‘Sandwich’ sequencing of adjuvant chemoradiation tied to less toxicity in advanced endometrial cancer
Survival and clinical outcomes in patients with advanced stage endometrial cancer are comparable among the different sequences of adjuvant chemotherapy and radiation therapy, a recent study has shown. However, “sandwich” therapy results in less chronic toxicity, which provides an opportunity for a better quality of life in survivorship.
The investigators compared outcomes and toxicities after sandwich chemoradiation (chemotherapy, then radiation, then chemotherapy) and nonsandwich sequences (chemotherapy then radiation, radiation then chemotherapy, or concurrent chemoradiation). They recorded baseline characteristics, adjuvant treatment details, clinical outcomes, and toxicities for stage III to IVA patients who underwent surgical staging followed by both adjuvant chemotherapy and radiation therapy at their institution.
Afterwards, they analysed the effects of adjuvant treatment order (sandwich or nonsandwich) on the abovementioned outcomes. Toxicities were graded according to Common Terminology Criteria for Adverse Events (CTCAE) v4.0.
A total of 107 patients were recruited, with a median follow-up of 3.2 years. Five-year local, regional, and distant recurrences were 7 percent, 15 percent, and 33 percent, while disease-free and overall survival were 61 percent and 68 percent, respectively. No difference in outcomes by sequence group was observed.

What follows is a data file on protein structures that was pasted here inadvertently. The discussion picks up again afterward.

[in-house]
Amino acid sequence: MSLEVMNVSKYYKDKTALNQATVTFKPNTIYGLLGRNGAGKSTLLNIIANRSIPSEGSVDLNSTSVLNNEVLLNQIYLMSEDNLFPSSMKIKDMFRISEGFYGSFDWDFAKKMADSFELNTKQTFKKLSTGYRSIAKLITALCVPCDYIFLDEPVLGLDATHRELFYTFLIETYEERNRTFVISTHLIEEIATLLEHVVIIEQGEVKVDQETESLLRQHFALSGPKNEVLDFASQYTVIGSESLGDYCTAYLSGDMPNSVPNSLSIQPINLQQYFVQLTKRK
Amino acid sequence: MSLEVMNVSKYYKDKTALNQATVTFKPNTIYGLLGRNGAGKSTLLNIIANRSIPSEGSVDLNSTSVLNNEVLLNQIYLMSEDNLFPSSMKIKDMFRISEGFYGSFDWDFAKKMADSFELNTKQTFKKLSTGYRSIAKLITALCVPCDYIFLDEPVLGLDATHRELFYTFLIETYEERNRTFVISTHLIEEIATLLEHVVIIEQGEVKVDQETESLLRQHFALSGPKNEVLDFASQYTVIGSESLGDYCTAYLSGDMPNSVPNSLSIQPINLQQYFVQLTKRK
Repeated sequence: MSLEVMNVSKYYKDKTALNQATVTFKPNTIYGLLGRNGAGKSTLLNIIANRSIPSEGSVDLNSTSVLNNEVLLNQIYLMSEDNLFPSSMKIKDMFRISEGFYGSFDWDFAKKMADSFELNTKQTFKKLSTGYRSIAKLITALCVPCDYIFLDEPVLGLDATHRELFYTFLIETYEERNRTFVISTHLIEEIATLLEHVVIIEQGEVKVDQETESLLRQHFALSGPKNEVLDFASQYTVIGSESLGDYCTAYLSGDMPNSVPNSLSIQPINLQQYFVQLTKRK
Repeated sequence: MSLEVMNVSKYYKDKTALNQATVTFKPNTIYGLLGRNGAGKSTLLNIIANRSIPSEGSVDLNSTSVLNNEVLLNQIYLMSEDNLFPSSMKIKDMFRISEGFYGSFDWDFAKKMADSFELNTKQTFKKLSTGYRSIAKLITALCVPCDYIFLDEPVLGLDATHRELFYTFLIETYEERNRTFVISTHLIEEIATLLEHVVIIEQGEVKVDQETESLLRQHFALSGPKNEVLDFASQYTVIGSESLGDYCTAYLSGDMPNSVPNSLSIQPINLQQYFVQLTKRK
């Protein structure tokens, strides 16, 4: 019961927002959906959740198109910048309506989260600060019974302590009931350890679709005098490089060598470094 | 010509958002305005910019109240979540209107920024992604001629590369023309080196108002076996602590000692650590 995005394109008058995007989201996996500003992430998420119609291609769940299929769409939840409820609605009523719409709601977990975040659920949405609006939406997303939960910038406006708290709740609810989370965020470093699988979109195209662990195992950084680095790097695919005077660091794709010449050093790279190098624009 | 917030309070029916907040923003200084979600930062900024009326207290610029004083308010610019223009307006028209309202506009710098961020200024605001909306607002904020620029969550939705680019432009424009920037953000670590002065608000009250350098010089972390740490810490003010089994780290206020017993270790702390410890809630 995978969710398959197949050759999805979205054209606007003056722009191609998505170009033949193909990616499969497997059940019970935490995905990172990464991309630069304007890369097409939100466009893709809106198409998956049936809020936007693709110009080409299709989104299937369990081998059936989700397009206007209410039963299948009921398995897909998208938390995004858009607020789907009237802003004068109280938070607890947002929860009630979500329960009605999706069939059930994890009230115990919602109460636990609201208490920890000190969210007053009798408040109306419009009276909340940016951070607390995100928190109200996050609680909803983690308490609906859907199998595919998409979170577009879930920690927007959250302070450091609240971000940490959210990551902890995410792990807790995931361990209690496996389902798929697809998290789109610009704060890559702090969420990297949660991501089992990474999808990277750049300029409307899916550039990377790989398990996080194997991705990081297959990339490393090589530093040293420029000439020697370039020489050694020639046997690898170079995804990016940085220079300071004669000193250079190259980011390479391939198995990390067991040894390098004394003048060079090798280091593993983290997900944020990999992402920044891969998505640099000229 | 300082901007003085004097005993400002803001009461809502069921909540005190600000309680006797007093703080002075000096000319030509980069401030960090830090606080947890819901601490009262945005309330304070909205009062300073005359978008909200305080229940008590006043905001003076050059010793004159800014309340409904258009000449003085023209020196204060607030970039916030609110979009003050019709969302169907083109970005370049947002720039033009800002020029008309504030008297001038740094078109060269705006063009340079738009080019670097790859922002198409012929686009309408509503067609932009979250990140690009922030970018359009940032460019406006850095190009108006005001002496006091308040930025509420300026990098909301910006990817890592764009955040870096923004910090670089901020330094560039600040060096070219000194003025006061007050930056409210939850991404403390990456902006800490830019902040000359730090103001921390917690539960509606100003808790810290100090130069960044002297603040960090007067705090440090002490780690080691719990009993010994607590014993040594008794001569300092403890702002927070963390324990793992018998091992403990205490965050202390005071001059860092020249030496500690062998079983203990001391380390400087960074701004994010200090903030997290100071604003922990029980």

The overall rate of acute toxicity also did not differ by sequence group. Notably, patients in the sandwich group had significantly lower overall rate of chronic toxicity (p<0.001), as well as chronic genitourinary (p=0.048) and gynaecologic toxicities (p<0.001). No grade 4 or 5 acute or chronic toxicities occurred.
“Radiation is frequently added to chemotherapy for adjuvant treatment of advanced stage endometrial cancer,” the investigators said. “Multiple adjuvant therapy sequencing options exist, and little data is available to compare these.”